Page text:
Support ranked-choice voting

As a young voter, I believe that ranked-choice voting will have positive long-term effects in Maine. Over the past year, I’ve gone from knowing very little about the concept to becoming a committed supporter. I am confident that implementing this system would ensure that the most qualified candidates are elected in Maine. In our state, nine of the last 11 governors were elected with less than a majority vote. That fact signals a broken system. Elected officials should take office by attaining the support of a majority of the public, not a minority.

Perhaps most important, I see ranked-choice voting’s potential to increase voter turnout, especially among young people. I’ve heard my peers express their frustrations surrounding our current plurality voting system, with many complaints regarding vote choice. Ranked-choice voting would fix this problem by allowing individuals to choose their top candidate without having to worry about splitting or throwing away their votes. Since increasing voter participation among young people still is an issue at large, I believe that adopting ranked-choice voting will hopefully encourage young voters to become more engaged in our political system.

On Nov. 8, when we go to the polls to vote, Question 5 will ask Mainers whether to adopt ranked-choice voting for federal and state primary and general elections. I encourage everybody to consider supporting this reform.

Sarah Palmer


Ethanol use a threat to public health

While James Lutz points out in his July 27 Bangor Daily News letter to the editor very important issues — damage to fuel systems, increased energy for production and “enormous subsidy” — about ethanol use, there is an even more important issue — the impact of ethanol use on our health.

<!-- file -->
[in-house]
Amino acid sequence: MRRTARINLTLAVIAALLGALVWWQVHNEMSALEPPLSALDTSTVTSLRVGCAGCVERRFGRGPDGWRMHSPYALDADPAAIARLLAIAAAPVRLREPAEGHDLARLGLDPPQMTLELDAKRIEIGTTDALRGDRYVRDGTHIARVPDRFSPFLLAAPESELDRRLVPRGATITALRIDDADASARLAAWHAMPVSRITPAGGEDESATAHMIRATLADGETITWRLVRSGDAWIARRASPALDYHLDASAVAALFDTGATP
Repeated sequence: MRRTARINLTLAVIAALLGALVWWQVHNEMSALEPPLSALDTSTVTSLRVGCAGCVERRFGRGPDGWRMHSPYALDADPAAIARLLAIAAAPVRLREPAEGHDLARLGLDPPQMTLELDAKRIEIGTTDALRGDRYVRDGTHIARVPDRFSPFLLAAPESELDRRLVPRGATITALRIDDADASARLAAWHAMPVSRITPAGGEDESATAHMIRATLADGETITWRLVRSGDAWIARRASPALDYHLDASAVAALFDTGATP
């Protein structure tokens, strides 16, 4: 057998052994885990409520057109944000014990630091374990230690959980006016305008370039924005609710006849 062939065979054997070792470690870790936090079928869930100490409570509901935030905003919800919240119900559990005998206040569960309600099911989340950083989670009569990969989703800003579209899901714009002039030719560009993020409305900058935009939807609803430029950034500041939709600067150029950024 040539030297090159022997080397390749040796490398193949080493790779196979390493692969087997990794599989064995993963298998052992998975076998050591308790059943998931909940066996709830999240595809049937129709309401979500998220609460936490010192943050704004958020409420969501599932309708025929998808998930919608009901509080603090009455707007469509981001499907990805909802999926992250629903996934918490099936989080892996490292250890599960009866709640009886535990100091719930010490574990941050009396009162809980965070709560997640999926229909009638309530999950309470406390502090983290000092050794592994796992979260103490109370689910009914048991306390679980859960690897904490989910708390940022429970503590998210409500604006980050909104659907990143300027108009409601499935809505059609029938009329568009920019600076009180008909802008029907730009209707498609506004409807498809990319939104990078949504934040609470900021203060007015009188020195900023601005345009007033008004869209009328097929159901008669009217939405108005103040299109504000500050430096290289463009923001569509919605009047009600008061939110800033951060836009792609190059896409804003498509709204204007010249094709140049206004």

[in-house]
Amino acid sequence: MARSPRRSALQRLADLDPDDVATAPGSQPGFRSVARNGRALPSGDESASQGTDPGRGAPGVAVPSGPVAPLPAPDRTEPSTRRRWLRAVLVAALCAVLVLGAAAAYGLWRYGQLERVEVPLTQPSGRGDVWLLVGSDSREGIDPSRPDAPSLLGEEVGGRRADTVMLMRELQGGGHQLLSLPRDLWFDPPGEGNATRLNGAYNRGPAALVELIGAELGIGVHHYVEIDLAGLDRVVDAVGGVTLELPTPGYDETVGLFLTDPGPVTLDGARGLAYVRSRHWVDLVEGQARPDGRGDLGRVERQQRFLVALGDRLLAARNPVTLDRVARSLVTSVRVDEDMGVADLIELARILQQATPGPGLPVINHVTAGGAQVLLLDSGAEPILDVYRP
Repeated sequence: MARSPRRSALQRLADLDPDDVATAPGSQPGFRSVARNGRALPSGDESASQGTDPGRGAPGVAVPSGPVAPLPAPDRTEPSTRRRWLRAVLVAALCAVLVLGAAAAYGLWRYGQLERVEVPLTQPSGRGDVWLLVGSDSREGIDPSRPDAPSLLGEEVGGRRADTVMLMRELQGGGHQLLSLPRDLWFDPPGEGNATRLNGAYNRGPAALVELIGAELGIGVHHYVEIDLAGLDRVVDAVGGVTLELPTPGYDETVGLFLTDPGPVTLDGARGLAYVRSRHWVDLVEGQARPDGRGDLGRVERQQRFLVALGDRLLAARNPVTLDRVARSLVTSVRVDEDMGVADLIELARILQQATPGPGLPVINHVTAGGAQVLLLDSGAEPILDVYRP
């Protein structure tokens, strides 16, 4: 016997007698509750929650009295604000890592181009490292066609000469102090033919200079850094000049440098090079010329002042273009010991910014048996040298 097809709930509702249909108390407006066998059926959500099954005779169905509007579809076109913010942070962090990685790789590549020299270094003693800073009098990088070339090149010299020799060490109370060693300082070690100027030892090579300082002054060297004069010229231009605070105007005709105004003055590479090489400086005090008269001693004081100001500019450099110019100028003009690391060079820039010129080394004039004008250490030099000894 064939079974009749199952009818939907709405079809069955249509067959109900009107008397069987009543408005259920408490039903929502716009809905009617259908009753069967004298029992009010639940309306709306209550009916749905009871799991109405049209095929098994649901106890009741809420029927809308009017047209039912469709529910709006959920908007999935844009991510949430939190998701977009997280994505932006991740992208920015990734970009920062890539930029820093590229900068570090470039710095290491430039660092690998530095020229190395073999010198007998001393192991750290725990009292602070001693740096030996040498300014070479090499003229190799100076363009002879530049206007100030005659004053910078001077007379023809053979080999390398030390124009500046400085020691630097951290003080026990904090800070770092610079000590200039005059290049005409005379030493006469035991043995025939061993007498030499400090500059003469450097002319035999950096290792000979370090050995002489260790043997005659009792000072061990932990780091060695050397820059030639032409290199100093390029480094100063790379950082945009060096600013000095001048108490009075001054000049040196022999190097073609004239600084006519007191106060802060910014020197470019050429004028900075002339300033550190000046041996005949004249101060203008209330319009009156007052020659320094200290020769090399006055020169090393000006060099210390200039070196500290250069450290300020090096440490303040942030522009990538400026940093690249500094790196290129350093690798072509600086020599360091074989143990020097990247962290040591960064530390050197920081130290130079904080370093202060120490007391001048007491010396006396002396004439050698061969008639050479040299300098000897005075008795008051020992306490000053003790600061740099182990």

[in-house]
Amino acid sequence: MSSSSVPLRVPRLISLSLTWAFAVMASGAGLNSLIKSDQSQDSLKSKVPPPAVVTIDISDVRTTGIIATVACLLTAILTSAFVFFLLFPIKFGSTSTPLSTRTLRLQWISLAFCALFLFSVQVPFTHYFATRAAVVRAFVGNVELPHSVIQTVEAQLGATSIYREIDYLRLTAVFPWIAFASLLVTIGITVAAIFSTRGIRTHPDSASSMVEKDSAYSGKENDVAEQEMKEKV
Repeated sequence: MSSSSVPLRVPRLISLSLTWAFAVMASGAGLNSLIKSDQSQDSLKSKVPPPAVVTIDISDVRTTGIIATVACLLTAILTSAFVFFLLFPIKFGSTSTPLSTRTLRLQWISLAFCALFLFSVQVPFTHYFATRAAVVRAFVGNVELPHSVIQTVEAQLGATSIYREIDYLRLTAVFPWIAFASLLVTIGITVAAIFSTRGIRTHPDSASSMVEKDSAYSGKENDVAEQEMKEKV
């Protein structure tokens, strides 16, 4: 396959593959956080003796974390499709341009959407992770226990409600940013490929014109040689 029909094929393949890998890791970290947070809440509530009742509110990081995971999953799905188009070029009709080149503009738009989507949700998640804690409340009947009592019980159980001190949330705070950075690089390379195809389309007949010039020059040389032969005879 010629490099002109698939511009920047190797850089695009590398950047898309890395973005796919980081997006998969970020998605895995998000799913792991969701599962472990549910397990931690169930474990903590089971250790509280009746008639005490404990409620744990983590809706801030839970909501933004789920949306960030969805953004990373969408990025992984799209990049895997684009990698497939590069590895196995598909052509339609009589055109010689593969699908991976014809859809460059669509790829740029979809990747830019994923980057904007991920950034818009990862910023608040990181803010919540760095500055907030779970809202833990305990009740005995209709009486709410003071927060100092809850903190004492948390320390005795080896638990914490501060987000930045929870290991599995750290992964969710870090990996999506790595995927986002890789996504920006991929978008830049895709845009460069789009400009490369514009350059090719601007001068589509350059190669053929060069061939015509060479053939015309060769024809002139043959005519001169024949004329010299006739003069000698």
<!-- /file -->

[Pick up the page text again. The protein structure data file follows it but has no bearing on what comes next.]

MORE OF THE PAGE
When ethanol is combusted in an engine, it produces acetaldehyde in the exhaust. Acetaldehyde is a known human carcinogen and potent neurotoxin that attacks the nervous system. Acetaldehyde causes deficiencies in vitamins B1 (thiamine), B9 (folate) and B12. These deficiencies can cause high-blood pressure, emotional instability, confusion, fatigue, depression, irritability, headaches, sensitivity to noise, insomnia, decreased short-term memory, brain-fog, a feeling of impending doom, shortness of breath, sore or swollen tongue, anemia and reduced heart function.

Acetaldehyde is a foreign substance to the body, which causes an allergic reaction, the same as the different pollens. The difference being that we are exposed to acetaldehyde constantly, so that the allergic reaction is continuous.

When people drink ethanol (beer, wine, hard liquor), it begins to change into acetaldehyde. When people get a hangover, it is because the body cannot get rid of the acetaldehyde quickly enough. Drinking is a choice, but breathing is not, if people choose to live.

Not everybody is affected by acetaldehyde in the same way because of a person’s genetic makeup. If people do have the right genetic makeup, this can lead to a person to become addicted to drugs.